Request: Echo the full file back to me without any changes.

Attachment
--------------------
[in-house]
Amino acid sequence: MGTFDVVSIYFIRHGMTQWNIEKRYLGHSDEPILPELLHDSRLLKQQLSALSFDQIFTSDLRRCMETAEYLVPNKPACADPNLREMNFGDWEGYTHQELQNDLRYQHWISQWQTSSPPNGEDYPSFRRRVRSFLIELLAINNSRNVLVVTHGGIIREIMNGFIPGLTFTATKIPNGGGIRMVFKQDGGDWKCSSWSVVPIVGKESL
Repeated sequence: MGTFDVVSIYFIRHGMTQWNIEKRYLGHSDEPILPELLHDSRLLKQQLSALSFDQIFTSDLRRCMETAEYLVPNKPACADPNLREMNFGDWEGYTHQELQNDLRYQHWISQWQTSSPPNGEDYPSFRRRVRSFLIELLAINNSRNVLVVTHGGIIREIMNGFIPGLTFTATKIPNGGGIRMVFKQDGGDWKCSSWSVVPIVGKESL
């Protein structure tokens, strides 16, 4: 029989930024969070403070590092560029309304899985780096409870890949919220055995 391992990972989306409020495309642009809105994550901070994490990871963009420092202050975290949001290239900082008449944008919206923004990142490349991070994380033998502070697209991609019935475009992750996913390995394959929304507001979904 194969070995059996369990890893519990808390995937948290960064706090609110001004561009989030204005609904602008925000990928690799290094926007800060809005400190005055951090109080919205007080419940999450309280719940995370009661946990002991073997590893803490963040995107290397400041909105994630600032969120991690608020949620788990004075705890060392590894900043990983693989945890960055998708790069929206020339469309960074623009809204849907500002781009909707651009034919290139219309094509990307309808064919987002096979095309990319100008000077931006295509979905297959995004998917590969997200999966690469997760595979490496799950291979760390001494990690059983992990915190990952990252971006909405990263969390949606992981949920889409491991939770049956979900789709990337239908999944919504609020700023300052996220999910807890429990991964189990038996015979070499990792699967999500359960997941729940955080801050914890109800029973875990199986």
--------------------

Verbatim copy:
[in-house]
Amino acid sequence: MGTFDVVSIYFIRHGMTQWNIEKRYLGHSDEPILPELLHDSRLLKQQLSALSFDQIFTSDLRRCMETAEYLVPNKPACADPNLREMNFGDWEGYTHQELQNDLRYQHWISQWQTSSPPNGEDYPSFRRRVRSFLIELLAINNSRNVLVVTHGGIIREIMNGFIPGLTFTATKIPNGGGIRMVFKQDGGDWKCSSWSVVPIVGKESL
Repeated sequence: MGTFDVVSIYFIRHGMTQWNIEKRYLGHSDEPILPELLHDSRLLKQQLSALSFDQIFTSDLRRCMETAEYLVPNKPACADPNLREMNFGDWEGYTHQELQNDLRYQHWISQWQTSSPPNGEDYPSFRRRVRSFLIELLAINNSRNVLVVTHGGIIREIMNGFIPGLTFTATKIPNGGGIRMVFKQDGGDWKCSSWSVVPIVGKESL
């Protein structure tokens, strides 16, 4: 029989930024969070403070590092560029309304899985780096409870890949919220055995 391992990972989306409020495309642009809105994550901070994490990871963009420092202050975290949001290239900082008449944008919206923004990142490349991070994380033998502070697209991609019935475009992750996913390995394959929304507001979904 194969070995059996369990890893519990808390995937948290960064706090609110001004561009989030204005609904602008925000990928690799290094926007800060809005400190005055951090109080919205007080419940999450309280719940995370009661946990002991073997590893803490963040995107290397400041909105994630600032969120991690608020949620788990004075705890060392590894900043990983693989945890960055998708790069929206020339469309960074623009809204849907500002781009909707651009034919290139219309094509990307309808064919987002096979095309990319100008000077931006295509979905297959995004998917590969997200999966690469997760595979490496799950291979760390001494990690059983992990915190990952990252971006909405990263969390949606992981949920889409491991939770049956979900789709990337239908999944919504609020700023300052996220999910807890429990991964189990038996015979070499990792699967999500359960997941729940955080801050914890109800029973875990199986």